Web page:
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Evaluation Between Engine Stop/Start and Cylinder Deactivation Technologies Under Southeast Asia Urban Driving Condition
ISSN: 0148-7191, e-ISSN: 2688-3627
Published March 28, 2017 by SAE International in United States
This content contains downloadable datasetsAnnotation ability available
Engine stop/start and cylinder deactivation are increasingly in use to improve fuel consumption of internal combustion engine in passenger cars. The stop/start technology switches off the engine to whenever the vehicle is at a stand-still, typically in a highly-congested area of an urban driving. The inherent issue with the implementation of stop/start technology in Southeast Asia, with tropical climate such as Malaysia, is the constant demand for the air-conditioning system. This inevitably reduces the duration of engine switch-off when the vehicle at stop and consequently nullifying the benefit of the stop/start system. On the other hand, cylinder deactivation technology improves the fuel consumption at certain conditions during low to medium vehicle speeds, when the engine is at part load operation only. This study evaluates the fuel economy benefit between the stop/start and cylinder deactivation technologies for the actual Kuala Lumpur urban driving conditions in Malaysia. Malaysia is chosen as a case study to represent a typical urban environment in Southeast Asia. A 1.6 L PFI 4-cylinder engine is modeled in one-dimensional gas dynamics software to predict the fuel consumption. A transient driving profile obtained from the actual road test over the Kuala Lumpur route is simulated and the fuel consumption is compared with New European Drive Cycle (NEDC). The results provide useful insight and enable manufacturers to assess and consider which of the two technologies offers more impact on the fuel economy and the challenges under urban driving in Southeast Asia conditions.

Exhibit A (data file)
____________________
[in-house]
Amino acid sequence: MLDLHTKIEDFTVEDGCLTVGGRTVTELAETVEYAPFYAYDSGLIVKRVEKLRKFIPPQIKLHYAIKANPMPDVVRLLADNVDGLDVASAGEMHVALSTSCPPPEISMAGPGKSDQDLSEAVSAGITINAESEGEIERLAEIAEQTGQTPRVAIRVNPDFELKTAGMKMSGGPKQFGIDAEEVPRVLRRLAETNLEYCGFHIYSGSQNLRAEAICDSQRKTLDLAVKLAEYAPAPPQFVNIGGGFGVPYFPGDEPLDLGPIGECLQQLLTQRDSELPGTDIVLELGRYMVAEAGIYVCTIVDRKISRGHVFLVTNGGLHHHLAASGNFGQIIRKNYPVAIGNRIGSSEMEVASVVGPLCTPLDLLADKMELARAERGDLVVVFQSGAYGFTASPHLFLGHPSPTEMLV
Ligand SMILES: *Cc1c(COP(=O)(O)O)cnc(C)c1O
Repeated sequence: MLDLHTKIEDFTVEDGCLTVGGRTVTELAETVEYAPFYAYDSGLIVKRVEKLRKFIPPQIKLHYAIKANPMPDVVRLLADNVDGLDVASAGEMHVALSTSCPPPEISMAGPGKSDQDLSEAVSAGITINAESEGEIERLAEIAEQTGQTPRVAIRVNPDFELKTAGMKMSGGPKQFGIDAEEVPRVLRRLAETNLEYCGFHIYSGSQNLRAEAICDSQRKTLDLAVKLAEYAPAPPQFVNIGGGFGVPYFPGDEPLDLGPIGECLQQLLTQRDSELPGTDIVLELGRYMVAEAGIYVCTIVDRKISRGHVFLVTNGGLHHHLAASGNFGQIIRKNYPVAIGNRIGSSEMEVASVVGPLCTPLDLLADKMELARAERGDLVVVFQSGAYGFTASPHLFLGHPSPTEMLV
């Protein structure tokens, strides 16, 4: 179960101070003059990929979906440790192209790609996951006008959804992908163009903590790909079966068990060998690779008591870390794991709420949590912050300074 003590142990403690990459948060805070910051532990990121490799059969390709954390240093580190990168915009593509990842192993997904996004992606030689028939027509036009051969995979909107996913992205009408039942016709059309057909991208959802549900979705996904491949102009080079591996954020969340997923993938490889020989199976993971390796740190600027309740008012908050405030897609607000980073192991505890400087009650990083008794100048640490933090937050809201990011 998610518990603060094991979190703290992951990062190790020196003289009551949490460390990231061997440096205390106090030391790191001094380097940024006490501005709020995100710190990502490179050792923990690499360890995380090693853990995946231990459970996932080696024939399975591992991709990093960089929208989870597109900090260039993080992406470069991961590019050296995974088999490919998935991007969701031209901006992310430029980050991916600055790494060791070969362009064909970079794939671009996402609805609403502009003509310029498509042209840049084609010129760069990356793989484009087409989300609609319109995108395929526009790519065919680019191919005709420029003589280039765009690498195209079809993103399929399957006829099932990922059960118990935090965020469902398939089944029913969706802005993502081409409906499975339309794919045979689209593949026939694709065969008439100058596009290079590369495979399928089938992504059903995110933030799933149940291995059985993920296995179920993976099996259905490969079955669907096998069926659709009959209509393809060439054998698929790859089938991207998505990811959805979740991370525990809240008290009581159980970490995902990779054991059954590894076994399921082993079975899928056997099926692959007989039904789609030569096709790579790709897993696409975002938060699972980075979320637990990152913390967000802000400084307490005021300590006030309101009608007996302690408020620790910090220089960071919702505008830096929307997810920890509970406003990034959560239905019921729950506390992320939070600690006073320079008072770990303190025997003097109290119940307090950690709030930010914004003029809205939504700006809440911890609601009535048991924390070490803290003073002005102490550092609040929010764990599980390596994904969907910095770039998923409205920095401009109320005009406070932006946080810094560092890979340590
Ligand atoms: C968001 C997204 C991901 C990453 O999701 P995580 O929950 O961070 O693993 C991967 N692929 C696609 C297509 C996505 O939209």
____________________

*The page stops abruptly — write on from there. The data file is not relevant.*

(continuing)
CitationAbas, M., Zainal Abidin, S., Rajoo, S., Martinez-Botas, R. et al., "Evaluation Between Engine Stop/Start and Cylinder Deactivation Technologies Under Southeast Asia Urban Driving Condition," SAE Technical Paper 2017-01-0986, 2017, https://doi.org/10.4271/2017-01-0986.
Data Sets - Support Documents
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